The editors of the New York Times often come across as school girls at a Justin Bieber concert when it comes to the Democrats. Thursday, they upped their school girl skirt just a bit more for the Democrats. “If ever there were a moment for Democrats to press their political advantage, this is it,” the editors opined. “Political Power Needs to be Used,” the headline read. The editorial board at the New York Times, ten days after President Obama was sworn in, are impatient for the hope and change they expected last time.
Hilariously, the editorial came out the same week news broke the State Department shut down the office created to shut down Guantanamo Bay, which was supposed to be hoped and changed into oblivion on Day 1 of President Obama’s first term. Hence the impatience for Democrats to finally do something.
Walter Duranty was a Pulitzer Prize winning reporter for the New York Times. He is famous because he was an apologist for Stalinist extremism in the Soviet Union. Duranty, apologizing for the Stalinist regime, constructed a justification for abuse that revolved around the necessity of autocratic government and a rejection of individual liberty and free enterprise because of the Russian people’s culture. He covered up reports of Russian famine and attacked other journalists for reporting the truth. His reward was the Pulitzer Prize.
Americans must never accuse the New York Times editorial board of intellectual honesty.
Today it is as if Walter Duranty is ghost writing the Times' editorials. Instead, Andrew Rosenthal, a worthy successor to Duranty’s legacy, is in charge. Rosenthal is the editorial page editor of the Times and culprit of one of the biggest fables ever created by a political journalist.
In 1992, Rosenthal covered the campaign of then President George H. W. Bush. On February 5, 1992, President Bush visited the National Grocers Association convention in Orlando, Fla. One of the exhibits was, according to Snopes.com, the urban legend debunking website, “a demonstration of NCR’s checkout scanning technology, an event Times reporter Rosenthal turned into a chiding front page story about Bush’s lack of familiarity with the details of ordinary life in America.”
Rosenthal imagined details of the event, at which he himself was not present. Even the NCR employee who demonstrated the technology to President Bush disputed Rosenthal’s characterization. Other reporters took issue with Rosenthal too, but the Times stood by him. Since his promotion to editorial page editor, Rosenthal has continued imagining up and overseeing others creating fairy tale editorials to champion their favored liberal protagonists and attack conservative antagonists.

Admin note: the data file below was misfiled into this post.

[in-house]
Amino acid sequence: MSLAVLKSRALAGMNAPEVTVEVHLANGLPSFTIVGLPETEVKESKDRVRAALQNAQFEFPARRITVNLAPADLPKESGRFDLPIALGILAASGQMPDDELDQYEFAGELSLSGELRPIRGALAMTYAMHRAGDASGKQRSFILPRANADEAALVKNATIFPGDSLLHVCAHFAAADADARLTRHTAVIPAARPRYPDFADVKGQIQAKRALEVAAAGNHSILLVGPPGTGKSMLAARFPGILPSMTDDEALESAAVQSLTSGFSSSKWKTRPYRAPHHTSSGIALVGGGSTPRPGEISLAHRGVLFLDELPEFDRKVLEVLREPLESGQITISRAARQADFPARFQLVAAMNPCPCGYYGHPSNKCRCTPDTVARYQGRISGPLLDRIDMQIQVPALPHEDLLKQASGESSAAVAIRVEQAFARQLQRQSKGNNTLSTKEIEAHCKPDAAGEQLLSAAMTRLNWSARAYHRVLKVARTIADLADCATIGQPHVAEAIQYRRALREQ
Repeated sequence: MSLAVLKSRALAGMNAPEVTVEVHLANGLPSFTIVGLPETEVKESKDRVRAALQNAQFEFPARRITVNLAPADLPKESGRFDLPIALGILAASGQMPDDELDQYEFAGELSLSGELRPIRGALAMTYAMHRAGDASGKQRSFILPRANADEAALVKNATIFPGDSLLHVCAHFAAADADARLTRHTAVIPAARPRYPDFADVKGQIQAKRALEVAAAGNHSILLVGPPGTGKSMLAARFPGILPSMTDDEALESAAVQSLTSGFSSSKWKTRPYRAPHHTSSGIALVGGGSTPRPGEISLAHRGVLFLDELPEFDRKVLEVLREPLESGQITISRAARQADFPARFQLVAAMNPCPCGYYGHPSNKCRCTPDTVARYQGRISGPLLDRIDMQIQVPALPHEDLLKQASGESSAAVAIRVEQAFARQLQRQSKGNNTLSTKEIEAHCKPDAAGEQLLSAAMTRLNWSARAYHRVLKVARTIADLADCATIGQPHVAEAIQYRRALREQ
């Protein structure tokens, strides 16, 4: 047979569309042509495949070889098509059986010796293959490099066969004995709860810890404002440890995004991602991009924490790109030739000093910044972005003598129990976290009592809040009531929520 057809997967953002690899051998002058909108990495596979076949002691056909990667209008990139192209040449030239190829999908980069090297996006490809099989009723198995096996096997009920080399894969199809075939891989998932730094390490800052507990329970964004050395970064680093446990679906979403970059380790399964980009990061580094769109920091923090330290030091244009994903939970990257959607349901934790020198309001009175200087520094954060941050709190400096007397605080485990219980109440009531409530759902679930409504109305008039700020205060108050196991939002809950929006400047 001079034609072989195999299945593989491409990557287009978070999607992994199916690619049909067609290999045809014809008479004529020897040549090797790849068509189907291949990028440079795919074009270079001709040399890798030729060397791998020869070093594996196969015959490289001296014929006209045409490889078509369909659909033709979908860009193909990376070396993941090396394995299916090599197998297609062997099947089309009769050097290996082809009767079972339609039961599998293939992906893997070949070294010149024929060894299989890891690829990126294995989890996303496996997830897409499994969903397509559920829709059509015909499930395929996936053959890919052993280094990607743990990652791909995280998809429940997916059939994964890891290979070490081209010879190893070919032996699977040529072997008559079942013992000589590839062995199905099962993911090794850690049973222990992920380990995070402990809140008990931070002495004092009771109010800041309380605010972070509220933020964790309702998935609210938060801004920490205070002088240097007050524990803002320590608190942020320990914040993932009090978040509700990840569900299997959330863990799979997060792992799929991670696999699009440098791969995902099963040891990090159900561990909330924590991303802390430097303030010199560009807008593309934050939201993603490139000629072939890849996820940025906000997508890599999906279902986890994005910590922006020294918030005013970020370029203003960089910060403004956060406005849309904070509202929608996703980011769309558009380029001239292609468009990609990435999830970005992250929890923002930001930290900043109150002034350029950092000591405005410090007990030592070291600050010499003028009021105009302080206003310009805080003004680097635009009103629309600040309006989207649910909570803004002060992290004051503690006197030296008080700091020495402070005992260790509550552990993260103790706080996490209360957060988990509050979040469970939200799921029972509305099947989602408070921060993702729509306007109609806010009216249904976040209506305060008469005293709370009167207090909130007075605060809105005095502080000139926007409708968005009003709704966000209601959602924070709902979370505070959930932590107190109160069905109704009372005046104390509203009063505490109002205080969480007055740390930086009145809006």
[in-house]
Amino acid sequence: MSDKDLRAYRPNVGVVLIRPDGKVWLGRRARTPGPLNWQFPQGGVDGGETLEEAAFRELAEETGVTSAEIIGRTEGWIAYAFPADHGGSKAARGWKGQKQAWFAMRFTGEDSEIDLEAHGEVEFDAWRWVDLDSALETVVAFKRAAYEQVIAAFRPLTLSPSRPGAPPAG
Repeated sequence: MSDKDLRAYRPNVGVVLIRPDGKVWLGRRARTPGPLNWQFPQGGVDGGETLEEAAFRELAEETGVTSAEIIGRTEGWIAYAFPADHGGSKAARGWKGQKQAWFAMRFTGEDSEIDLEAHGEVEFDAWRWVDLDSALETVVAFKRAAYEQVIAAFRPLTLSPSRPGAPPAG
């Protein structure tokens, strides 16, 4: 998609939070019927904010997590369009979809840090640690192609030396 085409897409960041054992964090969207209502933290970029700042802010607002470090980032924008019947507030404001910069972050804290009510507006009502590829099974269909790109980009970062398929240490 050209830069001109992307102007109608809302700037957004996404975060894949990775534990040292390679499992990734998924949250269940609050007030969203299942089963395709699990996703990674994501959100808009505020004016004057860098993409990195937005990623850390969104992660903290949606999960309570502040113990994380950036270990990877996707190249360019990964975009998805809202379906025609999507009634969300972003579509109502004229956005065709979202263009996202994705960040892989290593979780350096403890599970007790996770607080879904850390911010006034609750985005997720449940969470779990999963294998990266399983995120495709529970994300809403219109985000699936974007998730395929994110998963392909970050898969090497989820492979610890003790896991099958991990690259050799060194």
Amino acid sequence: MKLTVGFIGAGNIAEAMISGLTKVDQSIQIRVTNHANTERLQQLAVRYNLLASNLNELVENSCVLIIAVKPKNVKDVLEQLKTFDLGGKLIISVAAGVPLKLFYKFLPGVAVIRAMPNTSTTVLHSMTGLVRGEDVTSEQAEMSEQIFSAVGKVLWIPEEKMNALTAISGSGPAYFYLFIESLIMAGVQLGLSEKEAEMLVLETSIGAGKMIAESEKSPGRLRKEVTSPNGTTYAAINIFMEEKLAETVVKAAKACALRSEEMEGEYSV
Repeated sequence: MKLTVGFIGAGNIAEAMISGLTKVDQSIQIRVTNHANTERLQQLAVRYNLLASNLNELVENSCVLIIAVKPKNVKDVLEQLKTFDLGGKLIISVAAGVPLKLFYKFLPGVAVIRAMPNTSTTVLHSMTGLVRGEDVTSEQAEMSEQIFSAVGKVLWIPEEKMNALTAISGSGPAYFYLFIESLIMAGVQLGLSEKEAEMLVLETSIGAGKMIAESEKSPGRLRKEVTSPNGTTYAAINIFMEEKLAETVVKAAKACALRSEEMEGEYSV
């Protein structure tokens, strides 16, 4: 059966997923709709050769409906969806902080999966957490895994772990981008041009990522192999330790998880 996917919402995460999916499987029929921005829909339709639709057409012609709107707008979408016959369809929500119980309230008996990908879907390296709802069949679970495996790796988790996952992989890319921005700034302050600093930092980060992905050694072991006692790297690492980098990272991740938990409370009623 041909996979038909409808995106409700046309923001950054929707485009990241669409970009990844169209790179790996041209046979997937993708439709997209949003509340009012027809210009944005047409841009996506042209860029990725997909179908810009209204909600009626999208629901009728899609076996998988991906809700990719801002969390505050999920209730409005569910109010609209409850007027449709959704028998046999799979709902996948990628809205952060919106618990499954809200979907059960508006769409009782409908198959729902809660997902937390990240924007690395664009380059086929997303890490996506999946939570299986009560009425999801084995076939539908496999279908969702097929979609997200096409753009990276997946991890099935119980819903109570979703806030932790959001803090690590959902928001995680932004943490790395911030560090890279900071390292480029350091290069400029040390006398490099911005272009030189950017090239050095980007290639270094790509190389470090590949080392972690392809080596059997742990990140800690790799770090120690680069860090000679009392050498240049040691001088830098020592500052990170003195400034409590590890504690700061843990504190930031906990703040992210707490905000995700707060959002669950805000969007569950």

When George W. Bush was president and won re-election with more than 50% of the vote, the Times still insisted Democrats fight and oppose him.
In 2002, after Republicans made historic mid-term gains in the United States House of Representatives and Senate — only the third such time since the turn of the 20th century — the Times lamented the win and demanded restraint in Washington.
In fact, while the Times editorial board now demands the Democrats “press their political advantage” because “[their] message … has widespread support, and they have increased their numbers in both houses of Congress,” they used their same editorials after major wins by Republicans in 2002 and 2004, to urge consensus and cautioned Republican majorities against overreach.
Then the Times' editorial board wanted Republicans to restrain their power because the nation was divided. Now, with a divided Congress and Republican gains at the state level, the Times’ editorial board insists “power needs to be used.” Americans must never accuse the New York Times editorial board of intellectual honesty.
Never mind that the Republicans kept the House of Representatives. Never mind that the Senate Democrats have several vulnerable Senators up for re-election in 2014 from states Barack Obama lost twice. The Democrats must act.
Americans should welcome the Times’ editors’ call for the Democrats to do something. According to the editors, the Democrats’ should go big on “taxes, guns, education spending, [and] financial regulation.”
Yes, please, act on all those items.
The Democrats in the Senate should raise taxes. House Minority Whip Steny Hoyer (D-Md.) said last year the Democrats needed to raise taxes even on the middle class.
The Democrats should try to pass an assault weapons ban.
They should try to pass more financial regulations.
They should try it all.
The House Republicans will never go along for the ride. The American people will see just how far afield the Democrats really are. Then in 2014, the American voters can remind the New York Times editors that most Americans use their paper as a litter box liner, not as a guide Washington should ever follow.
Along the way, the nation can watch Senators Baucus (Mont.), Begich (Ark.), Hagan (N.C.) Johnson (S.D.), Landrieu (La.), and Pryor (Ark.) — all Democrats up for reelection from states Barack Obama lost in 2012 — painfully squirm, cut deals, and undermine the New York Times’ editorial claim that their preferred policy solutions really are widely supported.
Please Harry Reid, listen to the New York Times.